- The shelf is assembled! Time to varnish it! If you’re following my process exactly, you won’t have any varnish in the house, so will have to wait before proceeding.
- Coat the shelf with water-soluable, clear-drying epoxy varnish to protect it from bugs and dirt, while preserving the nature look of the wood. (Bonus points if your basement – or wherever you’re doing this project – floods with ten inches of water at around this step.)
At least it still matches the aesthetic.
- Remember the curvature we mentioned in Step 11? This has make your shelf tilt backward, meaning that if you set any shoes on the top shelf, it might fall over. Fortunately, we have a section of this very log that we sawed off in Step 2 (back when we still thought the log was three or four inches too long). Using the natural curvature of the wood, use this piece to fashion shims under the backside of the bottom shelf.
- Varnish the shims.
- Get a piece of felt big enough to cover the whole bottom of the shelf. Glue the felt (I used hot-glue) to the shims and the front part of the bottom shelf where it will touch the floor. You can then trim off any felt that would show around the edges, and some of the felt that won’t actually touch the floor because it’s above the level of the shims.
- Set the shelf in its place, felt-side down.
- Put shoes on the shelf. HOORAY!
The shoes are not on the floor. Mission accomplished.
Three Things to Think On This “Holiday Season”
If you’re like me, you’re pretty familiar with the mythos of A Christmas Carol, but have never actually read the original. This year, I remedied that.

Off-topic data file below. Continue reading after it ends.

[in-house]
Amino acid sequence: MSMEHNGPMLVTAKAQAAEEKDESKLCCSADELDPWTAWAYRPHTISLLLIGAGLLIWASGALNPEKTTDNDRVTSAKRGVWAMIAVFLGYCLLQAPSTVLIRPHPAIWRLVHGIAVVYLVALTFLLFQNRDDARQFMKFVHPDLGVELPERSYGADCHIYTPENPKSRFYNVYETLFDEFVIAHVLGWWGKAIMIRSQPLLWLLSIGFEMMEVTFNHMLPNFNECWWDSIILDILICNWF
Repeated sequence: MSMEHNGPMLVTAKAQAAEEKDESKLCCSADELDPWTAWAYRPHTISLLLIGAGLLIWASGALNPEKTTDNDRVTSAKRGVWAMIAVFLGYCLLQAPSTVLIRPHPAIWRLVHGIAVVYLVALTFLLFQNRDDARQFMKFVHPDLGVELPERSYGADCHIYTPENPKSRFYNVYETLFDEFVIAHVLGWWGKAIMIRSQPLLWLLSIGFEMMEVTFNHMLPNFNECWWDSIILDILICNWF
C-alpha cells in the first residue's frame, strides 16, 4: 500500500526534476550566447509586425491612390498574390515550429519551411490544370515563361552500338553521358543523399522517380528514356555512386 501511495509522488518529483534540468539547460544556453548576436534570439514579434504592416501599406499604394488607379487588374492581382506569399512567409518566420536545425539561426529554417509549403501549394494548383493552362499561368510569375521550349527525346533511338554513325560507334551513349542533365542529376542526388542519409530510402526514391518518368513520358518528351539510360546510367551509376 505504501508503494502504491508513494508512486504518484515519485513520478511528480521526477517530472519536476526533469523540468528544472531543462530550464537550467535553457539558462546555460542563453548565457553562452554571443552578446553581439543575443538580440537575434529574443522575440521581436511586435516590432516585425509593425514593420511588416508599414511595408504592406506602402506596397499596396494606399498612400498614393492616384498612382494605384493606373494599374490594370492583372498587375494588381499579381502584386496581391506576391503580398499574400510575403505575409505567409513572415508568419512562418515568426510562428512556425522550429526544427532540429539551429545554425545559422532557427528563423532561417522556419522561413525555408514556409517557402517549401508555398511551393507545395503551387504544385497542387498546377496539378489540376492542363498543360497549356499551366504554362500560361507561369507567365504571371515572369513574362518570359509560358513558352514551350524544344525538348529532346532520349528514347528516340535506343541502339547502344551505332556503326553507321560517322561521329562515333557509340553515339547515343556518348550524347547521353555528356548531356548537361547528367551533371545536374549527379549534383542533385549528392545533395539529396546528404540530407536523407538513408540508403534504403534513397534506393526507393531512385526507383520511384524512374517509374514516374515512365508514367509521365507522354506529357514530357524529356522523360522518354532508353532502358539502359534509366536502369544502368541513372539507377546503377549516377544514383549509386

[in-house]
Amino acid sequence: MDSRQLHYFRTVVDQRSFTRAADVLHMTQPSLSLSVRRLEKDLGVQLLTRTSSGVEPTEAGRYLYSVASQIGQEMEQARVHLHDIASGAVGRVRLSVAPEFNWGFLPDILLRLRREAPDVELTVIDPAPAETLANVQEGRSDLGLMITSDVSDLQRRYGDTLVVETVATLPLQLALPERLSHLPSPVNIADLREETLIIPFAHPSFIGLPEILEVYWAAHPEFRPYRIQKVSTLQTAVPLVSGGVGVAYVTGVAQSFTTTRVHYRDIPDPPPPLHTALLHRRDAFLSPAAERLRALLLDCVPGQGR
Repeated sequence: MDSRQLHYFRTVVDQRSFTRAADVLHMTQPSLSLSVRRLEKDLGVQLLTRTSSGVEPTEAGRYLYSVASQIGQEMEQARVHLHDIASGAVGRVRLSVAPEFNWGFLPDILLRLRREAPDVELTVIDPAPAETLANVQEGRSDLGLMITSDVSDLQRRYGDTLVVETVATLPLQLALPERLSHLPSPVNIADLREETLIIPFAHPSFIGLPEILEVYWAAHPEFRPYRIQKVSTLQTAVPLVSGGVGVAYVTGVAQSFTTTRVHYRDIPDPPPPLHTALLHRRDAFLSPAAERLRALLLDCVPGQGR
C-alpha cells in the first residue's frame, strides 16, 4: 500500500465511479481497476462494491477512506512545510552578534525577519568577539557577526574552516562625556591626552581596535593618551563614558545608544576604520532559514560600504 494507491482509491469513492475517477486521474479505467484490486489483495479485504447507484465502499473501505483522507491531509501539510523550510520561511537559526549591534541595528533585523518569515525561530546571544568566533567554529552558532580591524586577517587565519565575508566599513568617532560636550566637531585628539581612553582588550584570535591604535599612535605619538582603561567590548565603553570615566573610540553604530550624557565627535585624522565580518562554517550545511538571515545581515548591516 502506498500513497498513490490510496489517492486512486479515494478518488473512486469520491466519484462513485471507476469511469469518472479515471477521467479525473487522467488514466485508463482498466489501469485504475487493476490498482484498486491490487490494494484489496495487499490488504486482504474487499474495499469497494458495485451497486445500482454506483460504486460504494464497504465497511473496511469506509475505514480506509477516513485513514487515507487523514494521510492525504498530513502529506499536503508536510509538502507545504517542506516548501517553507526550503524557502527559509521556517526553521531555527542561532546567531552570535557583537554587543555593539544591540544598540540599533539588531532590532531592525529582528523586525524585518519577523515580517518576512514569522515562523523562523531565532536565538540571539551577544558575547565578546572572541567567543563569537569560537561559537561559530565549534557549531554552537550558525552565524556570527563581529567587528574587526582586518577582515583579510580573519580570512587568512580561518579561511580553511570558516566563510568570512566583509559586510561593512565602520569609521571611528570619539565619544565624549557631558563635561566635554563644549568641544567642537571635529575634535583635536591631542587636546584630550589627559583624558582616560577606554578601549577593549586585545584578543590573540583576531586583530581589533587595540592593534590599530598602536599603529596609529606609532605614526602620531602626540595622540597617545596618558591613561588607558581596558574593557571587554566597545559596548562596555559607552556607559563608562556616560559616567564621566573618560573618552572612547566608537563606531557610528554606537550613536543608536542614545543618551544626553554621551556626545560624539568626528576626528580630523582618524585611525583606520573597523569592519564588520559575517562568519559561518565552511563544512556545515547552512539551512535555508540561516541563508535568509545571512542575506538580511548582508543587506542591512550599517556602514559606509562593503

Charles Dickens’ original story of rich, cantankerous, “Bah-Humbug” Scrooge, the ghosts of Christmas, and the joy of celebration is available on Project Gutenberg and on Amazon as free ebooks (or as an audiobook!), so there’s no barrier to enjoying this classic tale.
As I read Dickens’ version of the story, three things jumped out at me. Continue reading
What the Vote Tells Writers About Ourselves
Much has been said of Donald Trump’s recent election as president of the U.S.
I think it can be used to illustrate the self-publishing environment, with some worldview implications that are very interesting.
The ebook market of the last decade or so has been deluged in material, especially from small-scale authors. It’s no longer necessary to get an agent or sign a publishing contract; all that’s needed to get your words in front of people is a few basic tech resources and a document of text.
Authors (typically) like this, and I think one of the reasons is they can do what they want. Continue reading
With the clock counting down to the U.S. election, many are in a tizzy over who to vote for in November.